Much of that money was spent in ways that obviously paid off on Tuesday, including the 2005 election of Democratic Gov. Tim Kaine in Virginia — where Jim Webb’s upset victory over incumbent Sen. George Allen overturned Republican control of the Senate. Several million dollars was spent on rebuilding the party’s national voter files, yet another essential sector in which the Republicans have enormous technological superiority.
Less obvious but equally significant was the spending on hundreds of organizers and communications specialists — and their training — in every state. In some places this meant taking the chains off locked, dusty offices that had seen no real activity in years; in others, it meant bailing the state party out of literal bankruptcy and convening meetings in counties where party activists had given up.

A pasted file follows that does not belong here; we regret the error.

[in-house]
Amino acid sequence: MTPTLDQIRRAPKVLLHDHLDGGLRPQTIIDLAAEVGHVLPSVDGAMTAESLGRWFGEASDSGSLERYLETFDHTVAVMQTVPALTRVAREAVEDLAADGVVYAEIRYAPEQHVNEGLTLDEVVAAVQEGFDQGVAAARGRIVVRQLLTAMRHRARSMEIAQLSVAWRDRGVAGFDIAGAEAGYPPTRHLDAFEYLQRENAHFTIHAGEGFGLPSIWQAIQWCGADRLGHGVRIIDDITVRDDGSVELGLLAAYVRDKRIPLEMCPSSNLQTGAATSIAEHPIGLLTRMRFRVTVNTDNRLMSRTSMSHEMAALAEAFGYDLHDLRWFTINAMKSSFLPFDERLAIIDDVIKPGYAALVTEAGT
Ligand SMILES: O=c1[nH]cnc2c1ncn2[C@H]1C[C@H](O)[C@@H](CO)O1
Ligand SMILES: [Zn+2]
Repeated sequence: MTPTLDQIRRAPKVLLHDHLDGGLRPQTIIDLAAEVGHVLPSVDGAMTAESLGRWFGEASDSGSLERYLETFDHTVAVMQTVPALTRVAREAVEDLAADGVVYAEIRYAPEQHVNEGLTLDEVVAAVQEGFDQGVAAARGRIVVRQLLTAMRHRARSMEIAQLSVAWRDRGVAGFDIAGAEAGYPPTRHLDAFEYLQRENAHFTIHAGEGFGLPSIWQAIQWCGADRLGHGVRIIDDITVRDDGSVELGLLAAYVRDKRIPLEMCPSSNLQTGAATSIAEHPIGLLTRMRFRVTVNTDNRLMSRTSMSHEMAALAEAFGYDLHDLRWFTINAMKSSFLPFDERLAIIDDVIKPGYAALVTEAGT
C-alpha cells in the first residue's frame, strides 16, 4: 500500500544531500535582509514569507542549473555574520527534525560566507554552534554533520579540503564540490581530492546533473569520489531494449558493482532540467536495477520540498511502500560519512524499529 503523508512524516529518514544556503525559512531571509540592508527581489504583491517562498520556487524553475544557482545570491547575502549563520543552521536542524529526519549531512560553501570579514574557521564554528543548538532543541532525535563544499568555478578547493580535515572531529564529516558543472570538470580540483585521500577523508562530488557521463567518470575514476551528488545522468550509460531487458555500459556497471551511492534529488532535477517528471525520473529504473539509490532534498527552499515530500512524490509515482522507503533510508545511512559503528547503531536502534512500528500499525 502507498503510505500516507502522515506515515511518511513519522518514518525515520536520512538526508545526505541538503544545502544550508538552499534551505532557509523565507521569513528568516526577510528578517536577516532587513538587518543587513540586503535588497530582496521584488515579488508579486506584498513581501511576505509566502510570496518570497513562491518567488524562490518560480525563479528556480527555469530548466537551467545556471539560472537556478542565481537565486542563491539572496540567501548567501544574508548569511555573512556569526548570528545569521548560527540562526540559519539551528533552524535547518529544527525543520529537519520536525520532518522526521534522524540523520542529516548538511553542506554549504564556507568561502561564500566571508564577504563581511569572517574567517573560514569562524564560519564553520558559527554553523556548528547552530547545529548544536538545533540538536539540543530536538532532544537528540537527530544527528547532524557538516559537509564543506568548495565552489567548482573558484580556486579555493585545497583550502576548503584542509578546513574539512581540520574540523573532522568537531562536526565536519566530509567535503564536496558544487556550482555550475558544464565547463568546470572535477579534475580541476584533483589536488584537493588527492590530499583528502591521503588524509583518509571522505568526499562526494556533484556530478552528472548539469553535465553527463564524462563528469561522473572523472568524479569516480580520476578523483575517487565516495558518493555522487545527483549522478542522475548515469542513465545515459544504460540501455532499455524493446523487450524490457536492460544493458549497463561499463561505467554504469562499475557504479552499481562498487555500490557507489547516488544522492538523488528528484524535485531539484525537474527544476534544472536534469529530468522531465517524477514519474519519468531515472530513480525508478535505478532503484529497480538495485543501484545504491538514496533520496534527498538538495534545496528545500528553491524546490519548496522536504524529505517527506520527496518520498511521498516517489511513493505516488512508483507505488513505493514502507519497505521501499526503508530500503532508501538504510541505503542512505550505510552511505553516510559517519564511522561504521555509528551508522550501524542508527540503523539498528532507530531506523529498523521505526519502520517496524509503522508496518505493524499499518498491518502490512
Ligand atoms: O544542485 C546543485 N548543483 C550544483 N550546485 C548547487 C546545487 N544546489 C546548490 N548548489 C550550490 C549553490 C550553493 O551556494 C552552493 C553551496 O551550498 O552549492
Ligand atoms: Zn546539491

In Indiana, among the reddest states north of the Mason-Dixon line, the Democratic National Committee placed two field organizers and a new party communications director on the ground a year before the midterm elections. While that doesn’t sound like a very impressive assault on a Republican stronghold, those few organizers created a party presence and started preparing for battle in vulnerable congressional districts. Suddenly the Republicans had to deal with ground opposition where traditionally they had faced no field operation at all — not only in Indiana but in deep-red Idaho, Wyoming, Kentucky and Nebraska, too.
The Democrats didn’t win in all those districts, of course, although they did enjoy several unexpected victories. What Dean and his organizers created, however, was an environment that allowed insurgents and outliers as well as the party’s chosen challengers to ride the national wave of revulsion against conservative rule. That enterprise, in turn, surprised and overwhelmed the Republican capacity to respond. Faced with many more viable challenges than anticipated, the Republicans made mistakes in allocating resources — and were forced to defend candidates in districts that are usually safe.